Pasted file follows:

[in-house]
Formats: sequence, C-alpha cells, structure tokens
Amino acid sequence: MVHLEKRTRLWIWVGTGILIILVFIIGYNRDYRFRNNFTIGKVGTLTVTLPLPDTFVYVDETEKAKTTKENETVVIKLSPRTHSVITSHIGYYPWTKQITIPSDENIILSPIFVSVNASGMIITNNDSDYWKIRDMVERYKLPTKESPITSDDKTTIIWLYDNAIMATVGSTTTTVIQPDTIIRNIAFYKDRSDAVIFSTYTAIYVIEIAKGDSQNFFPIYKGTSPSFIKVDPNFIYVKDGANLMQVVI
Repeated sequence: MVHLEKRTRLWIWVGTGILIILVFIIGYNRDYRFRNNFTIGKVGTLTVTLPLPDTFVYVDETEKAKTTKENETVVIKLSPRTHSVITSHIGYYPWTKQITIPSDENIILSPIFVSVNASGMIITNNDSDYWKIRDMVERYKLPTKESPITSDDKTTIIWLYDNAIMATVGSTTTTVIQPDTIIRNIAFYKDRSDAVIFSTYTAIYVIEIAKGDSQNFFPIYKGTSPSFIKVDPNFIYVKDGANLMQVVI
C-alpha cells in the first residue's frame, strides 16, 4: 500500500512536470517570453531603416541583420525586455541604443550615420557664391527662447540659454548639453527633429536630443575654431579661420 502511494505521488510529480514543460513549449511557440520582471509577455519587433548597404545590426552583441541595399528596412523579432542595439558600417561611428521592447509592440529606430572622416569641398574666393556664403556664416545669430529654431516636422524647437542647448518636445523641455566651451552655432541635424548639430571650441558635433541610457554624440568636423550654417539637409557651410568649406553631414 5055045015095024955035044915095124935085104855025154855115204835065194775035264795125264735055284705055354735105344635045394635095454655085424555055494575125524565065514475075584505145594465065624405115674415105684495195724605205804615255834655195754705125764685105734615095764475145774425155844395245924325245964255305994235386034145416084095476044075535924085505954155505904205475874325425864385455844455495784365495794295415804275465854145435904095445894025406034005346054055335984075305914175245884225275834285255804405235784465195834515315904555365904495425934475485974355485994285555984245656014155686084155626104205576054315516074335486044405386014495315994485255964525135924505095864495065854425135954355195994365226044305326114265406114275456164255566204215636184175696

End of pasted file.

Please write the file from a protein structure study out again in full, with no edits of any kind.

[in-house]
Formats: sequence, C-alpha cells, structure tokens
Amino acid sequence: MVHLEKRTRLWIWVGTGILIILVFIIGYNRDYRFRNNFTIGKVGTLTVTLPLPDTFVYVDETEKAKTTKENETVVIKLSPRTHSVITSHIGYYPWTKQITIPSDENIILSPIFVSVNASGMIITNNDSDYWKIRDMVERYKLPTKESPITSDDKTTIIWLYDNAIMATVGSTTTTVIQPDTIIRNIAFYKDRSDAVIFSTYTAIYVIEIAKGDSQNFFPIYKGTSPSFIKVDPNFIYVKDGANLMQVVI
Repeated sequence: MVHLEKRTRLWIWVGTGILIILVFIIGYNRDYRFRNNFTIGKVGTLTVTLPLPDTFVYVDETEKAKTTKENETVVIKLSPRTHSVITSHIGYYPWTKQITIPSDENIILSPIFVSVNASGMIITNNDSDYWKIRDMVERYKLPTKESPITSDDKTTIIWLYDNAIMATVGSTTTTVIQPDTIIRNIAFYKDRSDAVIFSTYTAIYVIEIAKGDSQNFFPIYKGTSPSFIKVDPNFIYVKDGANLMQVVI
C-alpha cells in the first residue's frame, strides 16, 4: 500500500512536470517570453531603416541583420525586455541604443550615420557664391527662447540659454548639453527633429536630443575654431579661420 502511494505521488510529480514543460513549449511557440520582471509577455519587433548597404545590426552583441541595399528596412523579432542595439558600417561611428521592447509592440529606430572622416569641398574666393556664403556664416545669430529654431516636422524647437542647448518636445523641455566651451552655432541635424548639430571650441558635433541610457554624440568636423550654417539637409557651410568649406553631414 5055045015095024955035044915095124935085104855025154855115204835065194775035264795125264735055284705055354735105344635045394635095454655085424555055494575125524565065514475075584505145594465065624405115674415105684495195724605205804615255834655195754705125764685105734615095764475145774425155844395245924325245964255305994235386034145416084095476044075535924085505954155505904205475874325425864385455844455495784365495794295415804275465854145435904095445894025406034005346054055335984075305914175245884225275834285255804405235784465195834515315904555365904495425934475485974355485994285555984245656014155686084155626104205576054315516074335486044405386014495315994485255964525135924505095864495065854425135954355195994365226044305326114265406114275456164255566204215636184175696